Jets have one eye on trade for Khalil Mack, other on future

Khalil Mack has 40.5 sacks in 64 career games. Icon Sportswire

FLORHAM PARK, N.J. -- Saturday is the one-year anniversary of the Sheldon Richardson trade, the blockbuster move that provided the ammunition that led the New York Jets to Sam Darnold.

Is general manager Mike Maccagnan mulling another big trade?

The name on everybody's lips is Khalil Mack, the pass-rushing star whose future with the Oakland Raiders appears cloudy. Mack is holding out, looking for a new contract that will pay him quarterback-type money. The trade rumors are rampant and the Jets, desperate for an edge rusher, are being mentioned as a potential suitor.

Yes, the Jets have a level of interest in Mack, although it's hard to say how much because there's so much posturing. It's fair to say it's more than a passing interest and they're monitoring the situation, which is what you'd expect from a team that has a giant hole in its defense. Mack would fill the void nicely, but it will take heavy lifting by Maccagnan to make it happen.

Is it worth the effort? Absolutely. Players of Mack's ilk don't become available that often. If there's an opportunity to add an impact player in the front seven, any forward-thinking GM would investigate.

After solving the franchise's age-old quarterback problem -- assuming Darnold lives up to expectations -- Maccagnan's No. 1 objective is to find a dynamic pass-rusher for his defensive-minded coach, Todd Bowles. He can attack it one of two ways:

1. Go all-in on Mack. Any team that trades for Mack would have to deal its 2019 first-round pick and then some. One personnel executive said he wouldn't be surprised if the Raiders demand two first-round picks for the former NFL Defensive Player of the Year.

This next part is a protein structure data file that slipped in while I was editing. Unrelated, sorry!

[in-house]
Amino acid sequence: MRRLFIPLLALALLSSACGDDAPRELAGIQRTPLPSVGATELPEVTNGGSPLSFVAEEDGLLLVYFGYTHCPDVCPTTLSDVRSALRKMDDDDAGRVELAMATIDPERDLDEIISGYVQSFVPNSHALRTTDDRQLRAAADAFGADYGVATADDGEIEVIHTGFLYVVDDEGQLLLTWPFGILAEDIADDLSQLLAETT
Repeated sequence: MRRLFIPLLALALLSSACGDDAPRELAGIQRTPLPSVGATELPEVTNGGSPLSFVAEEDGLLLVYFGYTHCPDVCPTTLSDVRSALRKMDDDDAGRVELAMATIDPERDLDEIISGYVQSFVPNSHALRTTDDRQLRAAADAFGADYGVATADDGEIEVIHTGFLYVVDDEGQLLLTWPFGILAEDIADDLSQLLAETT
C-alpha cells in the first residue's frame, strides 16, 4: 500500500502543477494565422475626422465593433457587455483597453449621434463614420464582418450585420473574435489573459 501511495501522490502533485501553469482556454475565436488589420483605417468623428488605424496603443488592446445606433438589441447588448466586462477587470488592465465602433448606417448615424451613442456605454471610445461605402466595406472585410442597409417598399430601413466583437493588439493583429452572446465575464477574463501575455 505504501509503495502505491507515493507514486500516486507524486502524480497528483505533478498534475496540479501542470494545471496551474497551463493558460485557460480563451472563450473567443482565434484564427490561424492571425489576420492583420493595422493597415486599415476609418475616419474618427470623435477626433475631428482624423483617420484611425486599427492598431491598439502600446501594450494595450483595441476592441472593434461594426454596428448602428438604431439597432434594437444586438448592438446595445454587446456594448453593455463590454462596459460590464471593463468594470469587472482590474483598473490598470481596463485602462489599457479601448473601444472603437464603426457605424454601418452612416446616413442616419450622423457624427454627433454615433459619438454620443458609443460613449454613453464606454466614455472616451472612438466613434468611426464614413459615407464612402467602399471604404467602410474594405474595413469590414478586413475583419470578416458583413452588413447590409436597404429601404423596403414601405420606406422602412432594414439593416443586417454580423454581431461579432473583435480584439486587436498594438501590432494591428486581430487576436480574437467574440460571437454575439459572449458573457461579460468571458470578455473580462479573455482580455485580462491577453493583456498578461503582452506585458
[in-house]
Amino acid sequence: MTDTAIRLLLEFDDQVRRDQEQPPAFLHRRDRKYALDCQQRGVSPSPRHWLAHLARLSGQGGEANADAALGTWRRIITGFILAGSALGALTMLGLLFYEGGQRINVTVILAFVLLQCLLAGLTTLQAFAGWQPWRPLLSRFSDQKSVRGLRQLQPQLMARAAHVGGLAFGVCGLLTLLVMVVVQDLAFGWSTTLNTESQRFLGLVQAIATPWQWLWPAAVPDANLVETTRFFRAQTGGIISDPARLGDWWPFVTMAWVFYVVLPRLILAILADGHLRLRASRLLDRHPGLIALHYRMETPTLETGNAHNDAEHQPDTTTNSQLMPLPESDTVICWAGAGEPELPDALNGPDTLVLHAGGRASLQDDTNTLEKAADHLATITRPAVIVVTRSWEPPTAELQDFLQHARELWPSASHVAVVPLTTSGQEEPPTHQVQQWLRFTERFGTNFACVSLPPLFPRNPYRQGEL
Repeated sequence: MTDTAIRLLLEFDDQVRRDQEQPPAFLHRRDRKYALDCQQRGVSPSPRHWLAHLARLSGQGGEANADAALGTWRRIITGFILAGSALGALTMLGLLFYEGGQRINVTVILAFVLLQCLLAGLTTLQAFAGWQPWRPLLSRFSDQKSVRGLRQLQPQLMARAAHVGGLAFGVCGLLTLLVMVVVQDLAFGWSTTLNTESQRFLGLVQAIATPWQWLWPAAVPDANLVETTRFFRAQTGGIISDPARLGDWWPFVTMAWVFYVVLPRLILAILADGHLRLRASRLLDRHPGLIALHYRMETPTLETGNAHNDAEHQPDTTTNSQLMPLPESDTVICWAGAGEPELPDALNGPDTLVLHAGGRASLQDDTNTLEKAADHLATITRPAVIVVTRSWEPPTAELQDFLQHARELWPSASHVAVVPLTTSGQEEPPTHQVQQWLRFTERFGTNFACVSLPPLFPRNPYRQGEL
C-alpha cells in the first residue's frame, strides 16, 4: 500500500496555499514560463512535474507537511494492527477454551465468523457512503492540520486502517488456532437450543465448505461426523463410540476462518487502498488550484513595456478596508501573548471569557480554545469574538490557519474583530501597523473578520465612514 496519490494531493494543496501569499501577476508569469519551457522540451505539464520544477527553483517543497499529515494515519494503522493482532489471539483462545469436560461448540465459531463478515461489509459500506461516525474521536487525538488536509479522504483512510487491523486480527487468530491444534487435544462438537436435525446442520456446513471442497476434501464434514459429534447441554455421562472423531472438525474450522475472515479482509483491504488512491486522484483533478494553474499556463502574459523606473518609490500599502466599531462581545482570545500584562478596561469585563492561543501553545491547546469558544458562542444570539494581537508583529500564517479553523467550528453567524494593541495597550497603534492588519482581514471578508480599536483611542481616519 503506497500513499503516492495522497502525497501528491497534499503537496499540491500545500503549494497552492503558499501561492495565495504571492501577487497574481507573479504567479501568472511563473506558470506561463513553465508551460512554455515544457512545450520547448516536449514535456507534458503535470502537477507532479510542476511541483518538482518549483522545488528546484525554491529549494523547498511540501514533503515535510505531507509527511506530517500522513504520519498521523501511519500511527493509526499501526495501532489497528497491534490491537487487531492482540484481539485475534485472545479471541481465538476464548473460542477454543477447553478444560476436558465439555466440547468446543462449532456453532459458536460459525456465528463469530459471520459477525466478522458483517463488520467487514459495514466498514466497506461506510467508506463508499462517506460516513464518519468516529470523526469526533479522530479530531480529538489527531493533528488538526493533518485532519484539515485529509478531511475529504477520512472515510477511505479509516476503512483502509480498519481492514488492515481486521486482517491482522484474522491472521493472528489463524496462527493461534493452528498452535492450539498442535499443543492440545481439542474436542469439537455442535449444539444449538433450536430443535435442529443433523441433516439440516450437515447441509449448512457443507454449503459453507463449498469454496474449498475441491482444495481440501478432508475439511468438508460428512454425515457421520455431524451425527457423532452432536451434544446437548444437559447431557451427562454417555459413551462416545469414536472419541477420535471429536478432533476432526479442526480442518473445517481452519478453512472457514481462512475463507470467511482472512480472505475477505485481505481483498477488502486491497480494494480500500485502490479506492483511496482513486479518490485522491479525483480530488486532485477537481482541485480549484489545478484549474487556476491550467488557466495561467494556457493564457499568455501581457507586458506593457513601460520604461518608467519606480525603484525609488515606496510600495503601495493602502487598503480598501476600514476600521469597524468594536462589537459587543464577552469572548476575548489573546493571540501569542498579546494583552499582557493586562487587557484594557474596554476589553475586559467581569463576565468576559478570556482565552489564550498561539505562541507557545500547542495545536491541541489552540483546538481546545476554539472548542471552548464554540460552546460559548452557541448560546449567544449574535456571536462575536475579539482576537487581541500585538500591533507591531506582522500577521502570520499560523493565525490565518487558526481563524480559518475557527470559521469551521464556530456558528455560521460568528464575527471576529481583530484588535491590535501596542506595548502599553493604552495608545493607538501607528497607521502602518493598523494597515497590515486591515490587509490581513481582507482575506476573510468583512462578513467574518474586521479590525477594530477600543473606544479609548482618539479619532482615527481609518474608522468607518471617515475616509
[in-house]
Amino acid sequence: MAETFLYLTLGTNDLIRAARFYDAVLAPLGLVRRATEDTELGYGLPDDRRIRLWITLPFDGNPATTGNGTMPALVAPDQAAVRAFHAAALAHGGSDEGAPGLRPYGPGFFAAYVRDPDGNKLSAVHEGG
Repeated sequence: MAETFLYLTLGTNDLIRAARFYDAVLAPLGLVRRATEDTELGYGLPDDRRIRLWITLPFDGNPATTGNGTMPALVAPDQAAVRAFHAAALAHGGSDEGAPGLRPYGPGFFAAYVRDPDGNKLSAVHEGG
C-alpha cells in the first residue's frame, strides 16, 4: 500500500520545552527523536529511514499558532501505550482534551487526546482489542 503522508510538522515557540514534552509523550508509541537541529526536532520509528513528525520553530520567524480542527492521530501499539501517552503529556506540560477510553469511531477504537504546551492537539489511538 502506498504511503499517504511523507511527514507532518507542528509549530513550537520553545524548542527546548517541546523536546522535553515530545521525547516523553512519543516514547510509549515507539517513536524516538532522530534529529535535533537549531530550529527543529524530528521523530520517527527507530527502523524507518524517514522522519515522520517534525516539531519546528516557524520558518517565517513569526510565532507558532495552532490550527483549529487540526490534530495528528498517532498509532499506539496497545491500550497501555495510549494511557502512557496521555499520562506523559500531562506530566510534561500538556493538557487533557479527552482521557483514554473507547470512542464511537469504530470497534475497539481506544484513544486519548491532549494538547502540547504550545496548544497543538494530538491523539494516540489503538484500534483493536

If the Jets agree to mortgage their future for one player, it will change the narrative surrounding the franchise. They'd be a win-now team as opposed to a building-for-tomorrow team. Basically, they'd be hitting the fast-forward button, confident Darnold can develop quickly into a championship-caliber quarterback during the Mack window. Mack is 27, so you're talking at least three prime years.

Remember, the Jets don't have a 2019 second-round pick. If they give up their first-rounder, too, it'll hamper their ability to improve Darnold's supporting cast on offense. Maccagnan must weigh that versus having a difference-maker such as Mack on defense. No doubt, he'd make them a playoff-ready defense.

If the Jets can get Mack for a first-round pick and Teddy Bridgewater, they should do it in a heartbeat. In recent days, Raiders coach Jon Gruden has lamented his backup-quarterback situation with Connor Cook and EJ Manuel, saying he's not sure if the No. 2 quarterback is on the roster. Maybe he'd be interested in Bridgewater, whom the Jets are open to dealing. Chances are the Jets would have to add a sweetener, perhaps a player from their crowded receiving corps.

Don't forget about the money. Presumably, Mack is seeking at least $20 million a year, which would make him the highest-paid player in Jets history. But they have the ability to absorb that kind of deal, especially with a league-high $81 million in cap space for 2019. It will also be a few years before they have to shell out a mega quarterback contract, so the time is right to add a major piece such as Mack.

2. Follow last year's script: In other words, be patient, accumulate draft capital and use it to land one of the top pass-rushers in the 2019 draft, which will be loaded.

This was their mindset last year when the goal was to find a quarterback. They traded Richardson to the Seattle Seahawks for wide receiver Jermaine Kearse and a second-round pick, which they packaged with their second-rounders in 2018 and 2019 to move up three spots in a quarterback-heavy draft. It worked brilliantly.

This year they don't have a trade chip as valuable as Richardson, but Bridgewater's value will soar if another team loses its starting quarterback in the coming weeks. Maccagnan would look like a genius if he can replace his second-round pick by dealing Bridgewater; he'd have a full complement of draft picks to chase a pass-rusher.

The downside to this approach is they'd have to live through another season without a top-tier pass-rusher, which could drag down the rest of the defense. I've said it before and I'll say it again: If Mack is available, they have no excuse not to be interested.